mission, church, honeybees, beekeeping

Our favorite pollinators are helping a ministry teach hard work through the practice of beekeeping. In Tulsa, Oklahoma, at John 3:16 missionary, Beeloved Trading teaches individuals how to become beekeepers, with the mission occasionally using beekeeping to parallel biblical teachings. The products harvested, like their honey, are used to help support the mission and hopefully help individuals expand their skills for the future.

Two years ago, a single hive was donated, and it has now evolved into 20. Organizer Steven Whitaker said, “We want as a part of Beeloved Trading is not to just sell the honey and make money for the mission and kind of make our own way—we want to equip the people that…are in our care to learn to work and have skills.” Beeloved Trading aims to teach residents how hard work and unity can pay off. Given John 3:16 Mission’s motto is “you are your brother’s keeper,” this is exemplified well through the beekeeping venture.

As per the word of Whitaker, “Bees are magnificent creatures in the way they organize and work together, and their camaraderie and single-mindedness. There’s so many things that we can use to instruct people, and their work ethic and their desire to contribute to something greater than themselves, to believe in something greater than themselves,” he said. This belief does show itself in the way bee hives operate—female worker honeybees evolved over millennia to give up their own breeding capabilities to one queen, making their lives and all their work go toward something, in fact, greater than themselves.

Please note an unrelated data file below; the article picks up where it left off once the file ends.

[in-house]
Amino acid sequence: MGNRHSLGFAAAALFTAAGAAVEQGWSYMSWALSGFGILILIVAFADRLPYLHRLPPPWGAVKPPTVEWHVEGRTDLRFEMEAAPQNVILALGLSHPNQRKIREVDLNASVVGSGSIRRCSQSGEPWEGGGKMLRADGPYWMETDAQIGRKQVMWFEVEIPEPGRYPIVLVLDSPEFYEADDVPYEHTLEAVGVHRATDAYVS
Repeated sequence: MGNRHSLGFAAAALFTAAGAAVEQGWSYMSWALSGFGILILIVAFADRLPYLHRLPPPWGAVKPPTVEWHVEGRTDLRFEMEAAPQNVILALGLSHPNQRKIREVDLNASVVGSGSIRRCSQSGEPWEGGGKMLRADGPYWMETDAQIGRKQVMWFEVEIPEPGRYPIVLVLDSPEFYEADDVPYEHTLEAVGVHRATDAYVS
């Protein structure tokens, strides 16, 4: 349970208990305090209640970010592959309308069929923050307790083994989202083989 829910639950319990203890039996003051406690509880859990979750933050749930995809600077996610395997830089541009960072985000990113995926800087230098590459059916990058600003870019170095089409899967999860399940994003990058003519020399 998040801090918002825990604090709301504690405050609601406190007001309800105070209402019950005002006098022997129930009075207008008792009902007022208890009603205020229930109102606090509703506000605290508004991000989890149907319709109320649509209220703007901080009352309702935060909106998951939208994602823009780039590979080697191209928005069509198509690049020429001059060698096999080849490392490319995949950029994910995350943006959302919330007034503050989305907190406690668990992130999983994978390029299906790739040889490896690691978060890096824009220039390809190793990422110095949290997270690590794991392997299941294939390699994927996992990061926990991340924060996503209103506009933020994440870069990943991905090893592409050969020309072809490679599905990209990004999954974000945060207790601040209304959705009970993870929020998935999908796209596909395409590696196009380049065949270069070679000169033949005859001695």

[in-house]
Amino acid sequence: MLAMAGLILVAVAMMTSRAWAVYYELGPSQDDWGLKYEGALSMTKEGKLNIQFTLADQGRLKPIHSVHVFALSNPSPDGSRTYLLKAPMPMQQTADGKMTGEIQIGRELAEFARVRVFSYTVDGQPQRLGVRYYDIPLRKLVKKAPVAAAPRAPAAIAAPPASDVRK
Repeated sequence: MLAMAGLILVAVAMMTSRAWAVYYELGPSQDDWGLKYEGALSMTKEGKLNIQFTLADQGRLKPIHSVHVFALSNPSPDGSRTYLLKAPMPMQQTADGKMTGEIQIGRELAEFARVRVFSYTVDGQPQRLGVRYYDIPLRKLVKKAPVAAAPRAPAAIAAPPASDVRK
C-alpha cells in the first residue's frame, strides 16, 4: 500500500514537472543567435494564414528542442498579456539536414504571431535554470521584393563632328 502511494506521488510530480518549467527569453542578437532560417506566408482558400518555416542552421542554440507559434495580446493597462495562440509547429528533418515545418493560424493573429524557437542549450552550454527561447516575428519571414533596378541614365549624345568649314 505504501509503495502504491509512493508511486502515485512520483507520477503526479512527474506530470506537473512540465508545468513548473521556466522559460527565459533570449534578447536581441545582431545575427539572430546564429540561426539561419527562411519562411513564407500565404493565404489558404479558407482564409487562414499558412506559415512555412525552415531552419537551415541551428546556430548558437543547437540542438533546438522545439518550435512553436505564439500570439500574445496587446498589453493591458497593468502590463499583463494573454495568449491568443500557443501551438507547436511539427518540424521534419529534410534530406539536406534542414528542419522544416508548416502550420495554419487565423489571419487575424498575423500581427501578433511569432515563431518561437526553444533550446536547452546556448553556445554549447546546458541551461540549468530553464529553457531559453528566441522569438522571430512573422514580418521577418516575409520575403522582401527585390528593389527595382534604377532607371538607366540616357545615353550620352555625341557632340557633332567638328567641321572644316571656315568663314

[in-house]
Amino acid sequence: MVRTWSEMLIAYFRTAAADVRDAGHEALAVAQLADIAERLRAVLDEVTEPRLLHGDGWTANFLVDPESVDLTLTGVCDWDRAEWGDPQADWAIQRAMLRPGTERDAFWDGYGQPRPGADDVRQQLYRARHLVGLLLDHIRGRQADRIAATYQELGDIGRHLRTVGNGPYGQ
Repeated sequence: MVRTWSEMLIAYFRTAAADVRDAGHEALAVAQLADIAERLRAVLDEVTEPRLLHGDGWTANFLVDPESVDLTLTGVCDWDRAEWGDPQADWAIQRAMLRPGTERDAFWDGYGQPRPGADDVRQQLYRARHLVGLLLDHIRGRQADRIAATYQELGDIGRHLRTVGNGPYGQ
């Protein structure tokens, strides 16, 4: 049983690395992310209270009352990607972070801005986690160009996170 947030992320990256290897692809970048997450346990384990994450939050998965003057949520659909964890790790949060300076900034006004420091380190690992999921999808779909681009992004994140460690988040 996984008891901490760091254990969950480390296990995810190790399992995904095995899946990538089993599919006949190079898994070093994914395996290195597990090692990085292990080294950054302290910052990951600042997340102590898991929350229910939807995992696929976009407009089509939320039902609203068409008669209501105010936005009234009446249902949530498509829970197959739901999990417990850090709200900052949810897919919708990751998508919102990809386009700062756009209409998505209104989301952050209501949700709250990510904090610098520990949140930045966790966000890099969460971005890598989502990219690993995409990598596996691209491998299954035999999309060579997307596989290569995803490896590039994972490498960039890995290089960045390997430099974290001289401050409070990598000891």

The work people have put into the program after the first harvest are being bottled up and sold. The year-long program uses profits from their products to help the mission sustain itself and rely on more than just donations. One hundred percent of the proceeds go back into the mission. “Local honey has its benefits to your health – it helps with allergies if you’re eating that local honey,” Whitaker said. All the bees for Beeloved Trading use locally grown wildflowers and plants. “The goal from this locally harvested business is to grow the mission by building a special ‘refuge’ for men and women in the program to live. We are trying to make it something special,” Whitaker said.

The mission believes that saving bees through beekeeping equates to saving lives through vocational training. Individuals suffering through homelessness, addiction, and an overall lack of resources can equip themselves with a new trade. So far, the mission has received support from all over Tulsa. John 3:16 Mission hopes to keep up momentum and eventually use some of the profits to build a special refuge for residents.

Copyright: rmorijn / 123RF Stock Photo

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